Tuesday, August 20, 2013

My First Days in Rwanda

Today marks my third full day in Rwanda and my first in the city where I will live, Butare or Huye.  The current Fidesco volunteers in the country have been taking good care of me.  Patrice and Benedicte from the center for street children picked me up from the airport in Kigali and hosted me for 2 nights, while Segolene and Ronan and their 4 children greeted me at the bus station with a sign that said, "Welcome Heather," and have hosted me for two nights also.  Some of the highlights are as follows:


  • Visiting the Cyprien and Daphrose Center, which is a Fidesco and Emmanuel Community project for the boys who live in the streets of Kigali.  They are brought to the center of their own free will and live there for 5-6 months on average as the staff works to reunite them with their family or find them a new home.  I loved the morning and early afternoon I had with the boys.  During the morning prayer, when the group offers each other a sign of peace, some of the boys gave me hugs.  They are so hungry for affection and I didn't mind it at all.  Then I sat with them during an English lesson and then let them teach me a line dance.  At one point I played cards with them, but it was a game I didn't know.  Since they speak very little English, it took awhile to grasp the rules, but once I did, the boys clapped and cheered for me whenever I made a good move.  If anyone feels depressed, I think one would only have to go there and spend time loving the boys and leave a happy, loved person.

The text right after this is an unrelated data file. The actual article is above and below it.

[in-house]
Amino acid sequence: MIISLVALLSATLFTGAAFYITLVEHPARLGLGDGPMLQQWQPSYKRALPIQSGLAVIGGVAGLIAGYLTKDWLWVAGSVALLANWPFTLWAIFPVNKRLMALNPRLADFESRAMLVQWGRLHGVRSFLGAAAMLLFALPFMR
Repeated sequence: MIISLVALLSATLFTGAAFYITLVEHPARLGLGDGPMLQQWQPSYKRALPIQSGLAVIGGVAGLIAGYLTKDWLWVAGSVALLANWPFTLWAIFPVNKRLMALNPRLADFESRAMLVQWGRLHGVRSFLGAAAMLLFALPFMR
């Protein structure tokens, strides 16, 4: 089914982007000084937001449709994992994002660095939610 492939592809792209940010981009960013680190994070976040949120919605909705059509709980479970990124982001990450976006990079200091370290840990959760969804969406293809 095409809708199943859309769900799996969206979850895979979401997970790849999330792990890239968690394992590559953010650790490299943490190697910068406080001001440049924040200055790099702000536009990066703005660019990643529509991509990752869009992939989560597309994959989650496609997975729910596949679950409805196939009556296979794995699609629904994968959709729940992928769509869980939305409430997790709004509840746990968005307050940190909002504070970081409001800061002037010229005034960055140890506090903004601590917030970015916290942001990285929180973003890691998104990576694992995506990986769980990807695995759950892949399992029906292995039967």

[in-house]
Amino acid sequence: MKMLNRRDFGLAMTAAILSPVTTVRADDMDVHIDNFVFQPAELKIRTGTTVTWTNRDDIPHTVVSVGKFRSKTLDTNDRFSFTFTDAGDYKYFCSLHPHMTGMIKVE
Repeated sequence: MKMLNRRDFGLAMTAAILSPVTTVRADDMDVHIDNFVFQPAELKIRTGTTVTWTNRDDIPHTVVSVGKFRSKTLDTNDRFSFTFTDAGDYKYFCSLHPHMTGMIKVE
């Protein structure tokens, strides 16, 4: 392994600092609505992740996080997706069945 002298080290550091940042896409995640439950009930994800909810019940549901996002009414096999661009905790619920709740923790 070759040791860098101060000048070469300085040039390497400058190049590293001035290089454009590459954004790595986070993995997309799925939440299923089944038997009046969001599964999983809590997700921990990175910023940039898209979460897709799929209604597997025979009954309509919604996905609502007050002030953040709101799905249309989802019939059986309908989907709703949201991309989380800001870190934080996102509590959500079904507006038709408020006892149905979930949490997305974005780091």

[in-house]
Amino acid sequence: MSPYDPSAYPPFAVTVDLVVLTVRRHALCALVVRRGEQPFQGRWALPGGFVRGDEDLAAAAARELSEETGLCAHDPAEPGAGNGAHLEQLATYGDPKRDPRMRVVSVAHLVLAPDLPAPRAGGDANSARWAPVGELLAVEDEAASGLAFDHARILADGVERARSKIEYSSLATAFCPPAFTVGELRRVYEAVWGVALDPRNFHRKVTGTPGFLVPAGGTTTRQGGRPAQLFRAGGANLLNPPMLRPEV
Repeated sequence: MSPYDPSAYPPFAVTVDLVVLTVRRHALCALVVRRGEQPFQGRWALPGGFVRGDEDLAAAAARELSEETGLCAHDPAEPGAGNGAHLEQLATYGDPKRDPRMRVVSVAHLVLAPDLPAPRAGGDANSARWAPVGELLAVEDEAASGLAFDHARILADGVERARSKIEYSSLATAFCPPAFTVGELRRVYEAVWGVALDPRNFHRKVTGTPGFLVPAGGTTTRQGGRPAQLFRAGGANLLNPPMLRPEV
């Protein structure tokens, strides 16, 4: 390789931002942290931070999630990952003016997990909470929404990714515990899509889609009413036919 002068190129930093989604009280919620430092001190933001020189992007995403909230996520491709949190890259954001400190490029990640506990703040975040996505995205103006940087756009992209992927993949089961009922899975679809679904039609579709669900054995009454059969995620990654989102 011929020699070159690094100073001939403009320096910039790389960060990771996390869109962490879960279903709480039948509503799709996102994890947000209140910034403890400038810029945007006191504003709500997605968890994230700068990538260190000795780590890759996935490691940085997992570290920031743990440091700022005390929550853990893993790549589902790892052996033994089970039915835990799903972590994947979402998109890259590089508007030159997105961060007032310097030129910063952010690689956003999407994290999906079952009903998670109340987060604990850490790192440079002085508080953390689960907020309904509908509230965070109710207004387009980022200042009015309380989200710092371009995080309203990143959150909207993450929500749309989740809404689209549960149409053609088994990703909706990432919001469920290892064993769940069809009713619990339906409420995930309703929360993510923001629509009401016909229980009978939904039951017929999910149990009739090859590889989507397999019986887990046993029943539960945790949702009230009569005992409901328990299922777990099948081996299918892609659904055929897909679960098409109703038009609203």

• Being with the French Fidesco family in Butare.  Their welcome was great, but after that, it has just been a joy being with them.  There are 4 kids, ages 2.5-9, and it reminds me of the French family I knew in Minnesota.  Both families have young parents and they took me in as a single person far from home and let me be with their families.  Tonight I played cards with Ronan and the two girls and this morning Segolene took me shopping at the market.  I let her take the lead because I still have to learn what is a good price to barter down to and where to go for the fairest vendors.
  • Visiting the school where I will work and the house where I will live.  Sr. Maria Goretti, the principal, gave me a tour today and I was very impressed.  There are 12 heads of cattle and 5 calves so the students can have milk and rabbits for meat (sorry for the downer news for the animal lovers).  Vegetables or plants to feed the cattle are planted all over the property.  The solid waste from the cattle and the students are fed into an underground storage area to produce biogas to power the milk pasteurizer.  I'll write more about my first day at the school next time, but it's time to socialize with my hosts.

1 comment:

  1. Sounds like things are going well Heather; I'm glad to hear that. I pray that while you're doing our Lord's work He keeps you safe.